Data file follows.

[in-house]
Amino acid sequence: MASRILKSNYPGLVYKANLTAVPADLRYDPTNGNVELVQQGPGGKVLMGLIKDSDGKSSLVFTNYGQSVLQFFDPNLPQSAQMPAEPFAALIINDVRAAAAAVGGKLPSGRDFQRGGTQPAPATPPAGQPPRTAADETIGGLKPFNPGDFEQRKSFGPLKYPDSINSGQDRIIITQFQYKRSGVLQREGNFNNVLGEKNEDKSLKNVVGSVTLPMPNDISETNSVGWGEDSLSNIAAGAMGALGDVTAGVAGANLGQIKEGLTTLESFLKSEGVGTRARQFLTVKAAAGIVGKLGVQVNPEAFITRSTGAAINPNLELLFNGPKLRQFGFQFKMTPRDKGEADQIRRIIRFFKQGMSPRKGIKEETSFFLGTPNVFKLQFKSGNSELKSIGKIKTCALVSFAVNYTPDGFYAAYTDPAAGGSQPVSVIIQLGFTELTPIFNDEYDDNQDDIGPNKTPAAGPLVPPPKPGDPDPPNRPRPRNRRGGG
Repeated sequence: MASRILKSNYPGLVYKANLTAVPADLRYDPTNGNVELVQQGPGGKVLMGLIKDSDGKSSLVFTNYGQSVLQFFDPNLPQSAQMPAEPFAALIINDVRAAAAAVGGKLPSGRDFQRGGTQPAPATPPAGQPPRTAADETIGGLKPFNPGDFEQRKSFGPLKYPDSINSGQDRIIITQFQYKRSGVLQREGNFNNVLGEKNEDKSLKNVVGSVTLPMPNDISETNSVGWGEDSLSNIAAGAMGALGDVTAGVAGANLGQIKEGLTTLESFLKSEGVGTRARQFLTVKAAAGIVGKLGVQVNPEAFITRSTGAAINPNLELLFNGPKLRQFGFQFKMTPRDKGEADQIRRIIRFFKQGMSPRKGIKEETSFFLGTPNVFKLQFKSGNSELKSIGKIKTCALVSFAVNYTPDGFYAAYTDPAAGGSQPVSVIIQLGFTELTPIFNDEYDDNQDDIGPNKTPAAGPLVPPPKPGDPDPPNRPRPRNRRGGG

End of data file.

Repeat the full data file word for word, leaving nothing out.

[in-house]
Amino acid sequence: MASRILKSNYPGLVYKANLTAVPADLRYDPTNGNVELVQQGPGGKVLMGLIKDSDGKSSLVFTNYGQSVLQFFDPNLPQSAQMPAEPFAALIINDVRAAAAAVGGKLPSGRDFQRGGTQPAPATPPAGQPPRTAADETIGGLKPFNPGDFEQRKSFGPLKYPDSINSGQDRIIITQFQYKRSGVLQREGNFNNVLGEKNEDKSLKNVVGSVTLPMPNDISETNSVGWGEDSLSNIAAGAMGALGDVTAGVAGANLGQIKEGLTTLESFLKSEGVGTRARQFLTVKAAAGIVGKLGVQVNPEAFITRSTGAAINPNLELLFNGPKLRQFGFQFKMTPRDKGEADQIRRIIRFFKQGMSPRKGIKEETSFFLGTPNVFKLQFKSGNSELKSIGKIKTCALVSFAVNYTPDGFYAAYTDPAAGGSQPVSVIIQLGFTELTPIFNDEYDDNQDDIGPNKTPAAGPLVPPPKPGDPDPPNRPRPRNRRGGG
Repeated sequence: MASRILKSNYPGLVYKANLTAVPADLRYDPTNGNVELVQQGPGGKVLMGLIKDSDGKSSLVFTNYGQSVLQFFDPNLPQSAQMPAEPFAALIINDVRAAAAAVGGKLPSGRDFQRGGTQPAPATPPAGQPPRTAADETIGGLKPFNPGDFEQRKSFGPLKYPDSINSGQDRIIITQFQYKRSGVLQREGNFNNVLGEKNEDKSLKNVVGSVTLPMPNDISETNSVGWGEDSLSNIAAGAMGALGDVTAGVAGANLGQIKEGLTTLESFLKSEGVGTRARQFLTVKAAAGIVGKLGVQVNPEAFITRSTGAAINPNLELLFNGPKLRQFGFQFKMTPRDKGEADQIRRIIRFFKQGMSPRKGIKEETSFFLGTPNVFKLQFKSGNSELKSIGKIKTCALVSFAVNYTPDGFYAAYTDPAAGGSQPVSVIIQLGFTELTPIFNDEYDDNQDDIGPNKTPAAGPLVPPPKPGDPDPPNRPRPRNRRGGG